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‘Centre of my World’ review: family feuds and first loves
June 27, 2017
Centre of my World (original German title Die Mitte der Welt) is the latest feature film from writer/director Jakob M. Erwa, based upon the novel by Andreas Steinhöfel. The film focuses on Phil (Louis Hofmann), a young man who returns home after a brief period away to find himself caught between an unspoken feud between his sister Dianne (Ada Philine Stappenbeck) and mother Glass (Sabine Timoteo). To add to Phil’s confusion he soon finds himself drawn into his first serious relationship with the mysterious Nicholas (Jannik Schümann). A film very much focused on relationships and the way that they shape us and, as the title suggests, our world.
In all the central characters we find the common trait of avoiding the truth while pushing away those that get too close to exposing their deeper, and largely more fearful, selves. This behaviour is passed down through time and generations, with the past having a continuously negative effect on the present. Glass is an extremely damaged figure with a reputation for sleeping with many men. Having had children at a young age she has a real fear of losing her youth and ultimately overcompensates with a façade of not caring about what anyone thinks. This fear sadly passes onto a genuine loss of youth for her two children.
Glass refuses to tell her children anything about their father, perhaps for fear of facing up to the reality of her situation, and pushes away any man who becomes too close to her family. This ultimately leads to serious ramifications for both her children. Phil becomes desperate for love and approval. While Dianne becomes embittered towards Glass for depriving them of a father figure. Erwa handles these emotional aspects well and praise must be given to the young cast, Hofmann and Stappenbeck in particular, for providing truly empathetic performances. These characters are all exceedingly flawed and yet as an audience we only ever feel sympathy towards them, even when it is revealed towards the end that some of them are responsible for some deplorable things.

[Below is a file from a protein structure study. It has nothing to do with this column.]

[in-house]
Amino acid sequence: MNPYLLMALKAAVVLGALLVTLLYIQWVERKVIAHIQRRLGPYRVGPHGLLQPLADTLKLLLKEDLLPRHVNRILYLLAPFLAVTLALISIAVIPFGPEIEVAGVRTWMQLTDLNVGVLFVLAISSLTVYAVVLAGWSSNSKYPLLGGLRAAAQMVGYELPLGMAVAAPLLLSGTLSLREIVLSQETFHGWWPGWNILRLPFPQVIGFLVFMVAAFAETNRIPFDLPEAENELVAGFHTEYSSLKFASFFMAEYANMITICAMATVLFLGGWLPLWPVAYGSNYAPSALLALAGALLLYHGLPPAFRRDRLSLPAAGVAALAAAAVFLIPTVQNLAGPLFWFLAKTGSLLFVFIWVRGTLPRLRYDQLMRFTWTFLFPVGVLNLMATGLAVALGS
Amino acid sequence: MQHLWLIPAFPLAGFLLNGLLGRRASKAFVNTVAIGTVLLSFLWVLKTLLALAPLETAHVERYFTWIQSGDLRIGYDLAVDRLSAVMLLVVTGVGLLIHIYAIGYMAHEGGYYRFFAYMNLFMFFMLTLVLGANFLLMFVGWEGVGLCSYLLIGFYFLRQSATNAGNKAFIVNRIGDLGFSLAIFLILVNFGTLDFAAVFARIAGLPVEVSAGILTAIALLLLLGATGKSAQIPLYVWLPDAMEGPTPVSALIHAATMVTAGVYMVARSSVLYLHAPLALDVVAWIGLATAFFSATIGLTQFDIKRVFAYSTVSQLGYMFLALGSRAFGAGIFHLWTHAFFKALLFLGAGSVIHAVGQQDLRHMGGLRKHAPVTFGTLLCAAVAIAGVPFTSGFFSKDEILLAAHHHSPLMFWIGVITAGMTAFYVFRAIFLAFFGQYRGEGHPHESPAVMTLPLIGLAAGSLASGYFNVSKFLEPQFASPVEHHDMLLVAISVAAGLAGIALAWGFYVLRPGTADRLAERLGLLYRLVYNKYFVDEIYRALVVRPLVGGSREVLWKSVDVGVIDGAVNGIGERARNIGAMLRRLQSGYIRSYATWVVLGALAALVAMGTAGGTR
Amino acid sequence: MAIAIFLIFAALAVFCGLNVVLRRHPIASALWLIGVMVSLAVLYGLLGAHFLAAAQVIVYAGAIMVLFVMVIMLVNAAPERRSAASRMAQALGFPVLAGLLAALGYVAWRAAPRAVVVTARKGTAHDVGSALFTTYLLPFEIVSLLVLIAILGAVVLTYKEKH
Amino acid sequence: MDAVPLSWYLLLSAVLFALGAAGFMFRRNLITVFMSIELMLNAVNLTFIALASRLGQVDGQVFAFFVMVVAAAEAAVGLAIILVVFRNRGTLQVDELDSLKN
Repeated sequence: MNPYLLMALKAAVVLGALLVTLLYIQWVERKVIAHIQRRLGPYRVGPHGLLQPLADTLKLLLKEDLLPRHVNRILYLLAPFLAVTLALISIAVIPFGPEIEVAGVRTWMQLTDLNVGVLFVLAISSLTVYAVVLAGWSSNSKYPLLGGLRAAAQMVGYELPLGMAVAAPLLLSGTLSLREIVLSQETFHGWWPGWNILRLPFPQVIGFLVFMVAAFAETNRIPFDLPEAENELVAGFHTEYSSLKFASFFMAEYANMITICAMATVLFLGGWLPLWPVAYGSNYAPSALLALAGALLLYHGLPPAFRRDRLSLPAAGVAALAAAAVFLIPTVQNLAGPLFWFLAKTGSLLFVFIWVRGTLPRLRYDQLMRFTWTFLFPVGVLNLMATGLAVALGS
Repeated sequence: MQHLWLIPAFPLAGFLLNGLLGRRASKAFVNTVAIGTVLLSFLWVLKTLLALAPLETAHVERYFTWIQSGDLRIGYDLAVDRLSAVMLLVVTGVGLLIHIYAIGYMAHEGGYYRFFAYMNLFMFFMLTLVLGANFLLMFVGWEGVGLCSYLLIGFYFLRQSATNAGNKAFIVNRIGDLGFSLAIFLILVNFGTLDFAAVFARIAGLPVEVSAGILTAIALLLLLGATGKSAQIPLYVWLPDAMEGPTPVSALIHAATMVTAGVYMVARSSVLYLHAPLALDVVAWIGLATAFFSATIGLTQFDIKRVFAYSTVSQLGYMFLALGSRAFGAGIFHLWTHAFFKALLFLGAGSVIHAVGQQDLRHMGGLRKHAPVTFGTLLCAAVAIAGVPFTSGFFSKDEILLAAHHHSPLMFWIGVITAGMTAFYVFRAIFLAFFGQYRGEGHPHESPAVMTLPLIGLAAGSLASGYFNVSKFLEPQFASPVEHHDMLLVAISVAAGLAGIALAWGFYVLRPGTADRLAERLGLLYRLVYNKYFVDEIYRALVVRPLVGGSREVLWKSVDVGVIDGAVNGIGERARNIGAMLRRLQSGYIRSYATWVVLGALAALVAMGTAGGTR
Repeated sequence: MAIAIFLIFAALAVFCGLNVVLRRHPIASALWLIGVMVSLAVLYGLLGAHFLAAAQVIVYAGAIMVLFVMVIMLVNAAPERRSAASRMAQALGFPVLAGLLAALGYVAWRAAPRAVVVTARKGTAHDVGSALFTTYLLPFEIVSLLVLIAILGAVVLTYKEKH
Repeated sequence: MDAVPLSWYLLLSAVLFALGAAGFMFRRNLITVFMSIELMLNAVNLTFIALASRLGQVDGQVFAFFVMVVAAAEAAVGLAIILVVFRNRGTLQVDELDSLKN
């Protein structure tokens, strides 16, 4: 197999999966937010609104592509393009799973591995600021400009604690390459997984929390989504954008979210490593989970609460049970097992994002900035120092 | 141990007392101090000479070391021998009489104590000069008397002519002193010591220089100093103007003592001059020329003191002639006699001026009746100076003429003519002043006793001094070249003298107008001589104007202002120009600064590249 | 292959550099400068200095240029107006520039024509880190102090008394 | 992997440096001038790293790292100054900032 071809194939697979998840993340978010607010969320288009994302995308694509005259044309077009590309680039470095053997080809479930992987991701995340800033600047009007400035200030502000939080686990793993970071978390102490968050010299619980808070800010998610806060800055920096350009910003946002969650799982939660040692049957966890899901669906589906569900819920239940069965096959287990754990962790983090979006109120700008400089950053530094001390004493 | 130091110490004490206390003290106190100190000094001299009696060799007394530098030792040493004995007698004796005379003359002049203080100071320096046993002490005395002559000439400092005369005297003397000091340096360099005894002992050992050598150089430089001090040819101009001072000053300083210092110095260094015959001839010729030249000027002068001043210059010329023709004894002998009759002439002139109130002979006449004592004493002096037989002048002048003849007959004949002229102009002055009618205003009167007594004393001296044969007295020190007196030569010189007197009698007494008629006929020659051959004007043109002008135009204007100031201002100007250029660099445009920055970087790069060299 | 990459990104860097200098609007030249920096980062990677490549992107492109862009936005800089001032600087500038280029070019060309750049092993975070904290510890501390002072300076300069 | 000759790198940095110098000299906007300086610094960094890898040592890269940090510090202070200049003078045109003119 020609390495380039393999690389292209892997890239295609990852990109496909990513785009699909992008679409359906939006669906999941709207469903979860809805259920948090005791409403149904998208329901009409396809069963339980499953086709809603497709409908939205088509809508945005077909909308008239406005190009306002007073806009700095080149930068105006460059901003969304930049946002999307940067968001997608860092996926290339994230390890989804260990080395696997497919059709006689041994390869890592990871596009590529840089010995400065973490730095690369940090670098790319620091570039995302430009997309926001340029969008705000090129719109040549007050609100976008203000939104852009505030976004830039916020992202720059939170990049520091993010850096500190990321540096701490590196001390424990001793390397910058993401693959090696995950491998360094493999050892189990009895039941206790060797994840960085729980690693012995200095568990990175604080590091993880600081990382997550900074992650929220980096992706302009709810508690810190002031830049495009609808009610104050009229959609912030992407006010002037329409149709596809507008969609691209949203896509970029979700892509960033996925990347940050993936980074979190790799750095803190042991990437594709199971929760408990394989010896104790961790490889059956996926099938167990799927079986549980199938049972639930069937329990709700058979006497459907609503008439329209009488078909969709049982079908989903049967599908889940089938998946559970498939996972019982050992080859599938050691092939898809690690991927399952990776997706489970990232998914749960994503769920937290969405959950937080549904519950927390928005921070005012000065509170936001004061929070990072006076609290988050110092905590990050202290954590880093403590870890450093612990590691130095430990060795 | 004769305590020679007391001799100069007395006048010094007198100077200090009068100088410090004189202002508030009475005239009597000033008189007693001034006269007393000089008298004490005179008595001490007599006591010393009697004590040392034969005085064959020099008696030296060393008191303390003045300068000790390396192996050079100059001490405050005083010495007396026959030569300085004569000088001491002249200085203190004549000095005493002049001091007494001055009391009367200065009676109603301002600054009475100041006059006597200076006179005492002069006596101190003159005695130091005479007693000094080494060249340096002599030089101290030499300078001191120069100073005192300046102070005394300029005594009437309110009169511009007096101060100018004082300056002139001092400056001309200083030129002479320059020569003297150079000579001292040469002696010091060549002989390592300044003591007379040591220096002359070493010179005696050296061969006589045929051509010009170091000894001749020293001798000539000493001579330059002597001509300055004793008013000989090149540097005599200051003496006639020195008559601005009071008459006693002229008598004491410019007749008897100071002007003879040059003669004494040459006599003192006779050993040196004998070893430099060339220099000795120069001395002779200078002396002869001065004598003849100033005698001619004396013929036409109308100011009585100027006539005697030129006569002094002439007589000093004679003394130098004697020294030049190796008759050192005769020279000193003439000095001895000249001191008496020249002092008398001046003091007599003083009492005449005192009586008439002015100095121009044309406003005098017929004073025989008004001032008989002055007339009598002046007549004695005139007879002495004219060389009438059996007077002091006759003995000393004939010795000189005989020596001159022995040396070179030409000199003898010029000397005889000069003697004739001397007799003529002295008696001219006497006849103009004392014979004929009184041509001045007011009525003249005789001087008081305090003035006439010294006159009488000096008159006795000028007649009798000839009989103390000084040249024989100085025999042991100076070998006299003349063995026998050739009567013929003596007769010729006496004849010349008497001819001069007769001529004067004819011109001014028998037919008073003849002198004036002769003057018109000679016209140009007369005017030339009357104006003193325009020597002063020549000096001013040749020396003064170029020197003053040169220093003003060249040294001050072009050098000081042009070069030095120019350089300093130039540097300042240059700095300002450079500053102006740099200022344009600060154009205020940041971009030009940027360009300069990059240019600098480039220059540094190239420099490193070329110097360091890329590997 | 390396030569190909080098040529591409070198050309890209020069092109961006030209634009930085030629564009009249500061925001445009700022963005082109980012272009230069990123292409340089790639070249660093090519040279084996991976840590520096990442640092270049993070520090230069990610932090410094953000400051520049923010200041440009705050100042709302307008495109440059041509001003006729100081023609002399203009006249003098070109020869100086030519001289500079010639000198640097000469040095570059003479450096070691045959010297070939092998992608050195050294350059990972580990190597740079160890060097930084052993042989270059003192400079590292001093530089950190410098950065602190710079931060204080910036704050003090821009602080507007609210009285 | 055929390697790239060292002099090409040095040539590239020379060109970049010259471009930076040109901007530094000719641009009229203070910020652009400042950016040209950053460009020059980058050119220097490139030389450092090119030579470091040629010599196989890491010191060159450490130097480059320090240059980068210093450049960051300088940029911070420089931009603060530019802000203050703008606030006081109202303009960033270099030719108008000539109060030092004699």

However, Centre of my World for much of its running time stumbles slowly through an unclear storyline. Should our attention lie with the conflict between Dianne and Glass, or the romance between Phil and Nicholas? The romance stood aside the family feud often feels weak, yet both are given similar screen time. Ultimately, the love story presents rather like a teenage drama, the feud as a serious exploration of the loss of innocence. Similarly, Centre of my World is at times a little too blatant, with moments where Phil speaks directly to the audience being particularly culpable. As well as the overly wrought symbolism of Dianne and Phil playing carefree in a field of blooming purple flowers as children, in stark contrast with a bleak forest ravaged by storm in the present.
While Centre of my World is a thoughtful and sensitively handled film it can at times also be quite flawed. There are various points in story, dialogue and symbolism that simply feel unnecessary. Erwa perhaps attempts to do too much, rather than focusing on the solid core of the film; the family relationships, lost youth and the way the past haunts the present.
Words by Jon Heywood
Centre of my World is out in UK cinemas on June 30, 2017